Website design, like a lot of other things, changes over time. What was important in 2019 may not be important in 2020. What was a best practice in 1996 is certainly not a best practice in 2019. But that doesn’t mean there aren’t website design principles that are practical and eternal.
Here are five website design principles you should never abandon:
- Put your users first – A website is for visitors, potential customers, people who browse the Web. Don’t build a website for the search engines. They don’t buy anything. Don’t build it for yourself. That’s narcissistic. If you are trying to conduct business online and you are ready to build a website that promotes your business and entices customers to do business with you, then your first priority should be to build a website that attracts the kind of people you want to do business with and communicates in such a way that they are motivated to do business with you.
- Get it ranked – While your first priority is to build a website for people, you should be aware of best practices. Write your content so that it ranks well for your keywords, but you also want to make sure your Web design is optimized.
- Make it navigable – Nothing is more sinful than having a beautiful website that people can’t navigate because there is too much clutter or it isn’t organized well. And the sad part is, it’s fairly easy to make a website with an easy-to-use navigation system.
- Make your content shine – It’s not enough to target your website’s content toward the right audience. You also want that content to keep your audience engaged. That means writing engaging content. Not only does the content keep your audience engaged (or not), but the website design itself can drive visitors away. Do what it takes to keep your visitors engaged.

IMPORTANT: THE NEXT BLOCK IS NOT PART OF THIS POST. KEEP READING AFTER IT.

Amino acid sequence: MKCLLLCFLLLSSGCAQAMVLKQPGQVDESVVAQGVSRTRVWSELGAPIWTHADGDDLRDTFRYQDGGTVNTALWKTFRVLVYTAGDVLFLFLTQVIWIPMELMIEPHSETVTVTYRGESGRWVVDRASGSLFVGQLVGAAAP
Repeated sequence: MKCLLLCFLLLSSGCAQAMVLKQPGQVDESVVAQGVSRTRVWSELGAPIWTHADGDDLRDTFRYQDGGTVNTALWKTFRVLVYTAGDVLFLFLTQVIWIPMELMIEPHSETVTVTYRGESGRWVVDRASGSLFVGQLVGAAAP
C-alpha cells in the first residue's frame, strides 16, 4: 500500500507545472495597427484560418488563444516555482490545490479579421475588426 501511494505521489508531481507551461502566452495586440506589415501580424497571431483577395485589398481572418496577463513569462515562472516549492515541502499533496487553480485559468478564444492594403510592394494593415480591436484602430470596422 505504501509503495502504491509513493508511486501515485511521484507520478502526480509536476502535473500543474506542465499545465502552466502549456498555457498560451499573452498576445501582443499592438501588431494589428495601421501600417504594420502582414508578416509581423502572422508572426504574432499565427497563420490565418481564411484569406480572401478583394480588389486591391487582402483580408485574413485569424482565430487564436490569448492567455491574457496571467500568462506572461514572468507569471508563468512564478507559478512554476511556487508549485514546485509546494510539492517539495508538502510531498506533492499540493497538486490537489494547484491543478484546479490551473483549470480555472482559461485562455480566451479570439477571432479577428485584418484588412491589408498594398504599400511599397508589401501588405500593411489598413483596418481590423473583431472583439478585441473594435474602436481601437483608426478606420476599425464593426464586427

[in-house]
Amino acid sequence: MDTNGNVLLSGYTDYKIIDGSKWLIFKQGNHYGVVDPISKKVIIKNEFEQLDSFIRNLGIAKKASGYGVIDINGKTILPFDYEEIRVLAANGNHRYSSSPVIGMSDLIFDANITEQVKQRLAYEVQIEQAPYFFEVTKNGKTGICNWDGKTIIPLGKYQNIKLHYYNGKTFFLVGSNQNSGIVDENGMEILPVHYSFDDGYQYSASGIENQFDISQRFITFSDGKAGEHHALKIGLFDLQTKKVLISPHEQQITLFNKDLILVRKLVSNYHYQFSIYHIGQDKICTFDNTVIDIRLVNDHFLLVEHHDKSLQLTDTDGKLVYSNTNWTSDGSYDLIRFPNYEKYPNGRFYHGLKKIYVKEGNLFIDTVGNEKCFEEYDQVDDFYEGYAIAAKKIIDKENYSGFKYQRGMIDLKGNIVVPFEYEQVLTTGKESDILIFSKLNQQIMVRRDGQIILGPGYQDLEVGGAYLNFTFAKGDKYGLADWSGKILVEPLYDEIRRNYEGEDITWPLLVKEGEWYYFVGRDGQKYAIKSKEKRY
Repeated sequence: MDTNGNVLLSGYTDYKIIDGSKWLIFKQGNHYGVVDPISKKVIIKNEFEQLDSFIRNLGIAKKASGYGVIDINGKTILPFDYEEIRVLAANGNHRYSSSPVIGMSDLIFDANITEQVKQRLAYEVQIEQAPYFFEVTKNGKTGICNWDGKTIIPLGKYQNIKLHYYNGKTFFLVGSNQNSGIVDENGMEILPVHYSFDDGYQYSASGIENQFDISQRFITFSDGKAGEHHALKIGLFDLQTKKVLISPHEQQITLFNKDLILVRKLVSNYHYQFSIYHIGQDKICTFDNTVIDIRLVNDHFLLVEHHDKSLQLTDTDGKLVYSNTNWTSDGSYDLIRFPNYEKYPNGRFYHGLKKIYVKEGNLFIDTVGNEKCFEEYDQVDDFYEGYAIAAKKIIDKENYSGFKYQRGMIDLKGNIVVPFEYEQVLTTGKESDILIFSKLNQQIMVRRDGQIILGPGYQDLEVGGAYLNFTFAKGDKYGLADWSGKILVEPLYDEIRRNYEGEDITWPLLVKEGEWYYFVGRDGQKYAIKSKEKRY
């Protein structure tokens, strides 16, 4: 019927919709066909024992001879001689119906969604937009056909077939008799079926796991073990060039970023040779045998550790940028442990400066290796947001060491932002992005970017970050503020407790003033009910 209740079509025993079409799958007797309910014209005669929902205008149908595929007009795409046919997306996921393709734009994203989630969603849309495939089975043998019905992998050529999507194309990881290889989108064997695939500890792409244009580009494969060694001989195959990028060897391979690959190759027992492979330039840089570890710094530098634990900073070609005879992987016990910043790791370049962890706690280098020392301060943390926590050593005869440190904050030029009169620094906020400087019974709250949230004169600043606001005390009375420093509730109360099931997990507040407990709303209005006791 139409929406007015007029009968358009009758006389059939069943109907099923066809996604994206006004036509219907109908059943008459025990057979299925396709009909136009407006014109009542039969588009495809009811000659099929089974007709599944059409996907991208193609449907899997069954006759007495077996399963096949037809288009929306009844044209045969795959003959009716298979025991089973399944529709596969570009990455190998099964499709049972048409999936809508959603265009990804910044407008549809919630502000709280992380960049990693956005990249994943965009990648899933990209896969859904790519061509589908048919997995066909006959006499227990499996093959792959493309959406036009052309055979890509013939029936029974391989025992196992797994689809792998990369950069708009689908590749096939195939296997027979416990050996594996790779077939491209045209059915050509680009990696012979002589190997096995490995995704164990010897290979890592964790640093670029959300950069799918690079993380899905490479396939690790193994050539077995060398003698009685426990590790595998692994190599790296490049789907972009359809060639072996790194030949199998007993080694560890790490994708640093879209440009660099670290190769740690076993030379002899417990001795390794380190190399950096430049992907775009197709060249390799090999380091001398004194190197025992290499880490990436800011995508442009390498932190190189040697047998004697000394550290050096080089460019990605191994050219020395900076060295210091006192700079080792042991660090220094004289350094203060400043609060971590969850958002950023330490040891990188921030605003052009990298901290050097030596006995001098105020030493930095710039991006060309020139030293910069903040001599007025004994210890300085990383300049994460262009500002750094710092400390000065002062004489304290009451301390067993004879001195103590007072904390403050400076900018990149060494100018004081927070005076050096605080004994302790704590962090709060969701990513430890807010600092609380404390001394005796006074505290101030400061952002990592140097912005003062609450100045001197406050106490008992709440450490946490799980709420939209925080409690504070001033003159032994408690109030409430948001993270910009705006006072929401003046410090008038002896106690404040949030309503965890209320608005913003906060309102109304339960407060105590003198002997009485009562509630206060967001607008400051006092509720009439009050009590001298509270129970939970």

- Use colors judiciously – Colors matter. Don’t just pick random colors. Select colors for your website that communicate a message. As a leading web design company in Aberdeen once told me, if you want to communicate power, red is a great color. If you want something cool, blue is more appropriate. Choose colors that reflect your brand and the image you want to convey, but you should also pick colors that attract eyeballs rather than repel them.
- Branding Elements – Design is an obvious one. Not only should your website be attractive, but it should contain design elements that reflect your brand. That goes all the way down to color scheme as much as the graphic presentation.
- Search Engine Optimization – Many new web designers don’t even think about optimization. They are concerned about beautification to the point that optimization isn’t even an afterthought. But it’s every bit as important as making your website attractive or branding yourself with a marketing tool. Your website will either rank in the search engines or it won’t, and it will rank based on how well you optimize the content, the design elements, and even it’s functionality and navigational elements.
- Functionality – A dysfunctional website can be a business killer. Your website may be beautiful and have top search engine rankings, but if your users show up and forms don’t work or video presentations get hung up, then they will leave. They won’t be back.
- Navigational Organization – Your website’s navigation is also important. Visitors want to find what they are looking for as quickly as possible. Make it easy for them and they will continue to use your website. If you want lessons in navigational infrastructure, check out Amazon.com and Wikipedia. Both do an excellent job.
- Clean Coding Practices – Your website code is an under-the-hood problem you don’t want to have. Too much code results in glut that can kill search engine rankings. Too little can mean a shoddy design or functionality issues. Make sure you are using best coding practices.